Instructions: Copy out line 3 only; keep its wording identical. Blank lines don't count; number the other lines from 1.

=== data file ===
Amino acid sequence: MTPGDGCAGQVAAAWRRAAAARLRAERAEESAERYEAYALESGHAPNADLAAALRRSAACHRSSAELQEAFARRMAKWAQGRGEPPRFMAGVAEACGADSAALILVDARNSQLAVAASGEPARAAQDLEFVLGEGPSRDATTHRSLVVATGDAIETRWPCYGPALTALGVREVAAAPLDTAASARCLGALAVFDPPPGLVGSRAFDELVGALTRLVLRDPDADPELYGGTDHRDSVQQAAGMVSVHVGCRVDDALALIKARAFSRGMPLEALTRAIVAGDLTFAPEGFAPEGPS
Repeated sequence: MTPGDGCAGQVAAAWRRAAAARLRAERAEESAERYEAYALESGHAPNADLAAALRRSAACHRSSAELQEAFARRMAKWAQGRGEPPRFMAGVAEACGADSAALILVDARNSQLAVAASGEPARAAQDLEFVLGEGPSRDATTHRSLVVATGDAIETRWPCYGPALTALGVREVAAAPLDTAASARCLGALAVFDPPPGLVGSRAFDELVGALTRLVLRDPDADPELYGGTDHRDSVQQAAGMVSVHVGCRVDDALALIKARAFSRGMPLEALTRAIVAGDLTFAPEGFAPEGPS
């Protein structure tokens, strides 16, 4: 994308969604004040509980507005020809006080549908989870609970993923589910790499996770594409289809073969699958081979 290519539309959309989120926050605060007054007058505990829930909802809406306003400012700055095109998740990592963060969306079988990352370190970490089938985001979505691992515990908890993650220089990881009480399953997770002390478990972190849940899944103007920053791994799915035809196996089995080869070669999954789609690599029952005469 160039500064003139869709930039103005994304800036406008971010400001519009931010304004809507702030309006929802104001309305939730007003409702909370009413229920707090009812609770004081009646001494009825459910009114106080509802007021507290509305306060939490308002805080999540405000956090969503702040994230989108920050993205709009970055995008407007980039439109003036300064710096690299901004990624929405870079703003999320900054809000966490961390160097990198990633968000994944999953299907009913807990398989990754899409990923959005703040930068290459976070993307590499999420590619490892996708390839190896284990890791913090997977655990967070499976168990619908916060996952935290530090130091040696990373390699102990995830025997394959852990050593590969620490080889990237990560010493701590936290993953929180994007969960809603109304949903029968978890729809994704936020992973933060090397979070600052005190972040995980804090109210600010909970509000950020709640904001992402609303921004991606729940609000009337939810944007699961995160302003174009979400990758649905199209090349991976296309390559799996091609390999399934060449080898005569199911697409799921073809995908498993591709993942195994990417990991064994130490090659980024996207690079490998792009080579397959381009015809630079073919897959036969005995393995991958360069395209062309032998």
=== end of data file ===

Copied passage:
């Protein structure tokens, strides 16, 4: 994308969604004040509980507005020809006080549908989870609970993923589910790499996770594409289809073969699958081979 290519539309959309989120926050605060007054007058505990829930909802809406306003400012700055095109998740990592963060969306079988990352370190970490089938985001979505691992515990908890993650220089990881009480399953997770002390478990972190849940899944103007920053791994799915035809196996089995080869070669999954789609690599029952005469 160039500064003139869709930039103005994304800036406008971010400001519009931010304004809507702030309006929802104001309305939730007003409702909370009413229920707090009812609770004081009646001494009825459910009114106080509802007021507290509305306060939490308002805080999540405000956090969503702040994230989108920050993205709009970055995008407007980039439109003036300064710096690299901004990624929405870079703003999320900054809000966490961390160097990198990633968000994944999953299907009913807990398989990754899409990923959005703040930068290459976070993307590499999420590619490892996708390839190896284990890791913090997977655990967070499976168990619908916060996952935290530090130091040696990373390699102990995830025997394959852990050593590969620490080889990237990560010493701590936290993953929180994007969960809603109304949903029968978890729809994704936020992973933060090397979070600052005190972040995980804090109210600010909970509000950020709640904001992402609303921004991606729940609000009337939810944007699961995160302003174009979400990758649905199209090349991976296309390559799996091609390999399934060449080898005569199911697409799921073809995908498993591709993942195994990417990991064994130490090659980024996207690079490998792009080579397959381009015809630079073919897959036969005995393995991958360069395209062309032998």